Description: Neighbor's lawsuit challenging variances granted for the rebuilding of a "sea cottage" damaged during Hurricane Sandy.
Mayer-Wittmann v. Zoning Board of Appeals of the City of Stamford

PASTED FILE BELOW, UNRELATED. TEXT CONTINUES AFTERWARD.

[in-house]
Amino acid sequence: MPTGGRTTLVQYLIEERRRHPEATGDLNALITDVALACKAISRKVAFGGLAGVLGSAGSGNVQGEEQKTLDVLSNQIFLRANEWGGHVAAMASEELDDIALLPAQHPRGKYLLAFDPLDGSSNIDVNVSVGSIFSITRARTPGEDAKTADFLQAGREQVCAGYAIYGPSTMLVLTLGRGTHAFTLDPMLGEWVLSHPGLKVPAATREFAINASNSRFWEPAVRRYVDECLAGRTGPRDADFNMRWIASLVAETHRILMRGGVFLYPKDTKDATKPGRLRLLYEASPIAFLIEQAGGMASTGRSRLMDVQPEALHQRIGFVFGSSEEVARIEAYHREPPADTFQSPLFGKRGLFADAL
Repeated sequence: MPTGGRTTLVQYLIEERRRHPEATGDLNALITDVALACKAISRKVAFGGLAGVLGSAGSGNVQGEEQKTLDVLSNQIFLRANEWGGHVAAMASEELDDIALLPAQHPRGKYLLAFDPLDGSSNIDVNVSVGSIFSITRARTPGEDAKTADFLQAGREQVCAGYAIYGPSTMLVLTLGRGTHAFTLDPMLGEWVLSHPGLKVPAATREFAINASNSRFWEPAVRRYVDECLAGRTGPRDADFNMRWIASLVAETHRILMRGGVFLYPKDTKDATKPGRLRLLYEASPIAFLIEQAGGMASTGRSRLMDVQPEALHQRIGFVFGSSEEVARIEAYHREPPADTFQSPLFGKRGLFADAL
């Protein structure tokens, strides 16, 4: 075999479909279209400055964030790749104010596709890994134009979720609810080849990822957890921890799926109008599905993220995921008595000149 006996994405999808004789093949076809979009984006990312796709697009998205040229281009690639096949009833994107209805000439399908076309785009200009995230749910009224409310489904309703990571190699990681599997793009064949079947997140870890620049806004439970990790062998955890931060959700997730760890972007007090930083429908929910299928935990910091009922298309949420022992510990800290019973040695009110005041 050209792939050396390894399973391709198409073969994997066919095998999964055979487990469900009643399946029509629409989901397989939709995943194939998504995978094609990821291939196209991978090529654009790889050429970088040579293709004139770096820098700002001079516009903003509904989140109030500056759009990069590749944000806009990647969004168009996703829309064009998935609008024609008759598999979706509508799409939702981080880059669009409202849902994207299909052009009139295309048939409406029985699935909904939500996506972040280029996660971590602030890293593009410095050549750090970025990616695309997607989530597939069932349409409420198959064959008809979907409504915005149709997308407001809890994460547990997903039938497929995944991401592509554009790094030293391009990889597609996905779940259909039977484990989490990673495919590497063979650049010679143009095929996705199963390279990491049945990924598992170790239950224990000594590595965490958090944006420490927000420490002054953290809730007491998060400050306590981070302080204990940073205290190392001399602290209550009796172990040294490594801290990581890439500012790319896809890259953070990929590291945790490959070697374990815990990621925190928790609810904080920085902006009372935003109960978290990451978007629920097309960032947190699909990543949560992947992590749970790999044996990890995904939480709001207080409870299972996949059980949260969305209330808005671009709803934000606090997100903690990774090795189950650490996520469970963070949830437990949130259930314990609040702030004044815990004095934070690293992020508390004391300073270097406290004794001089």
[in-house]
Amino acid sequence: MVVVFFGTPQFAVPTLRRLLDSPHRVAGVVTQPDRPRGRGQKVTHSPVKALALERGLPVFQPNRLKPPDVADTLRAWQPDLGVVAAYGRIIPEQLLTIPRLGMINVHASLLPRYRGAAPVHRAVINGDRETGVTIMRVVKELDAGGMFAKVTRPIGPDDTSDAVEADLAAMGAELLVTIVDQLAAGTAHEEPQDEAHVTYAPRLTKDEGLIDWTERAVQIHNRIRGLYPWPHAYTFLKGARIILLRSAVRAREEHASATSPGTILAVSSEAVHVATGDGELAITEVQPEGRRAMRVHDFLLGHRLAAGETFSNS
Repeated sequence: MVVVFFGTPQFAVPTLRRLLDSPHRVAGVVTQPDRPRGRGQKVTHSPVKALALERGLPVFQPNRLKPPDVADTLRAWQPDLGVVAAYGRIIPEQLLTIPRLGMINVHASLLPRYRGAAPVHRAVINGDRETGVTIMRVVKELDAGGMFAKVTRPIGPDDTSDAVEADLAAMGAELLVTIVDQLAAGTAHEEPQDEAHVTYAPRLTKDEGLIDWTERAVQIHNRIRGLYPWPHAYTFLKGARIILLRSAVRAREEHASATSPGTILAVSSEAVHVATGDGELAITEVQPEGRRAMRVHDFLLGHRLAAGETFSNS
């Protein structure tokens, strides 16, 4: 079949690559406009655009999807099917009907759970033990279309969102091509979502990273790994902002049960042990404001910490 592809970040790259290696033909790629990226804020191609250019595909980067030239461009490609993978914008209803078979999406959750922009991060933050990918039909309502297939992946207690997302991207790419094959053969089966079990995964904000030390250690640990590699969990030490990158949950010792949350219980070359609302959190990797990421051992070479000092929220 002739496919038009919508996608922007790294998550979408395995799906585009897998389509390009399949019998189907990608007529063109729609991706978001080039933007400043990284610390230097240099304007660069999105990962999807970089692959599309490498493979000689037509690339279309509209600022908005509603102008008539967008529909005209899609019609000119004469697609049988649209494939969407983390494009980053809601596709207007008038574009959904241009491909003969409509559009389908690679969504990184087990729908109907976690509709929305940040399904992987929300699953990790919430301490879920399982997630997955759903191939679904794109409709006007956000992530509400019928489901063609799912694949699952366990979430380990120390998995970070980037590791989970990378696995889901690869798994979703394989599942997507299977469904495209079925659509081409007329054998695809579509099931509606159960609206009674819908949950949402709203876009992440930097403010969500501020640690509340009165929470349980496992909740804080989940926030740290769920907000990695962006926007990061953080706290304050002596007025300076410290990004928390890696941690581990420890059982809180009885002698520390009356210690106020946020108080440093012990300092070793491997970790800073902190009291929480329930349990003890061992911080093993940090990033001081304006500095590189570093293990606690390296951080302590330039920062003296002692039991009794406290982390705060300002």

Filing Date Type File Action Taken Summary 11/05/2019 Opinion Download Opinion issued affirming trial court determination that the zoning board properly granted application for variances. Connecticut High Court Upheld Variances to Allow Rebuilding of Sea Cottage in Flood-Prone Area. The Connecticut Supreme Court upheld variances granted for the reconstruction of a “sea cottage” severely damaged by Hurricane Sandy. Because the cost of repairs exceeded 50% of the sea cottage’s value, the reconstructed cottage was required to comply with certain current City of Stamford regulations for structures in flood-prone areas, including a minimum elevation requirement, even though the cottage was a legally nonconforming structure. To satisfy the elevation requirement, however, the owner had to obtain variances from building height and setback requirements. A neighbor challenged the variances. The Connecticut Supreme Court agreed with the cottage owner and the City of Stamford that the minimum flood elevation requirement applied even though the cottage was legally nonconforming, noting that the City had to impose a minimum standard of floodplain management regulation to be eligible for the National Flood Insurance Program. The court also cited the “crucial role” that zoning regulations for flood-prone areas play in responding to the threat of coastal flooding, which would be exacerbated by climate change. The court further found that the cottage owner established the existence of an “unusual hardship” warranting approval of the height and setback variances because enforcement of the height and setback restrictions would have deprived the owner of his constitutionally protected right to continue using the cottage.